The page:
internal Dog(int age)
        {
            Name = "INTERNAL";
            Age = age;
        }

        // Code in same assembly or derived classes has access
        protected internal Dog(double age)
        {
            Age = (int)age;
        }

#299 – Intellisense Shows You Available Constructors

If you have several different constructors define for a class or a struct, Intellisense in Visual Studio will show you the different constructors that you can use.

Assume that you have a Dog class, with two different constructors, as follows:

    public class Dog
    {
        public string Name { get; set; }
        public int Age { get; set; }

        public Dog(string name, int age)
        {
            Name = name;
            Age = age;
        }

        public Dog(string name)
            : this(name, 1)
        {
        }
    }

Because we have these two constructors, we can pass in either one or two parameters when using the new operator to construct a new instance of a Dog.

            Dog d1 = new Dog("Lassie");
            Dog d2 = new Dog("Django", 6);

Visual Studio will tell us, through Intellisense, that there are two constructors available.  Once the constructor signature pops up, you can use the arrow keys to cycle through the two options.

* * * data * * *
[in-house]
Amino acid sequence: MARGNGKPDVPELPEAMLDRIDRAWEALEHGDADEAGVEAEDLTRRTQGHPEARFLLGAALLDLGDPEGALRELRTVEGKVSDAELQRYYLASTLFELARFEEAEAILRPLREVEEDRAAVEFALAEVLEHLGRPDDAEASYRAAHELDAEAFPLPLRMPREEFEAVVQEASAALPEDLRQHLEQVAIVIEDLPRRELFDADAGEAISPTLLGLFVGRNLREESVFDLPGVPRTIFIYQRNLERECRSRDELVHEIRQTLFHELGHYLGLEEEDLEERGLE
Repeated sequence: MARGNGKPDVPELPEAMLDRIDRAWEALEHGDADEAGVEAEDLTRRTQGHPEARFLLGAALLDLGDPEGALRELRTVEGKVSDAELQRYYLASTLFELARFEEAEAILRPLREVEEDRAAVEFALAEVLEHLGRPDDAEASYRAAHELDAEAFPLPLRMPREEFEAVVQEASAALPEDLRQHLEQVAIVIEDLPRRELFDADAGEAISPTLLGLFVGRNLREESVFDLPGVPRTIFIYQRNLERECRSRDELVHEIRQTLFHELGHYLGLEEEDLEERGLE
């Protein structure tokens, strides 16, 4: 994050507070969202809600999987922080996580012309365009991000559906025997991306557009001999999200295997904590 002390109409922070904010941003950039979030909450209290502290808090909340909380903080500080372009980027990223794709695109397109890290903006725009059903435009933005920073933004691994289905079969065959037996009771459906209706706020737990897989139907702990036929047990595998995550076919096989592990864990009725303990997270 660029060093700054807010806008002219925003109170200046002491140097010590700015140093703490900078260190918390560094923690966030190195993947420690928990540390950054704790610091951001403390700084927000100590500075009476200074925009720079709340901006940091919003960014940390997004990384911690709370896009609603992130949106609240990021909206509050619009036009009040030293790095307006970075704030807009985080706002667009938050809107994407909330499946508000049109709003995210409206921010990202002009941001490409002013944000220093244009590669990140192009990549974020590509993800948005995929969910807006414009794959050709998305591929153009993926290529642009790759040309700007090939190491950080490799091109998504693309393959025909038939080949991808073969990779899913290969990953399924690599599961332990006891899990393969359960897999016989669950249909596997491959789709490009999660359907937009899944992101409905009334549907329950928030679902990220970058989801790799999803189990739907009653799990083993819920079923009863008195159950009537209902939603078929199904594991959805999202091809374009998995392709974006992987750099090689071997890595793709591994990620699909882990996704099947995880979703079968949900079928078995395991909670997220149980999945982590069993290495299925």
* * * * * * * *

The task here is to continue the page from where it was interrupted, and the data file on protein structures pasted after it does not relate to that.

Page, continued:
#295 – When Is a Static Constructor Called?

You cannot dictate when a static constructor will be called and you can’t call it directly.

More specifically, a static constructor will be called just before you do one of the following:

  • Create an instance of the type
  • Access any static data in the type
  • Start executing Main method (in the same class as the static constructor)

If we have the following implementation in the Dog class:

        public Dog(string name)
        {
            Console.WriteLine("Dog constructor");
            Name = name;
        }

        public static string Motto = "Wag all the time";

        static Dog()
        {
            Console.WriteLine("Static Dog constructor");
        }

And we create a Dog instance:

 Console.WriteLine("Here 1");
 Dog d1 = new Dog("Kirby");
 Console.WriteLine("Here 2");

We get this output (static constructor called before object instantiation):

Or if we access static data:

            Console.WriteLine("Here 1");
            string s = Dog.Motto;
            Console.WriteLine("Here 2");

The output is (static constructor called before accessing static data):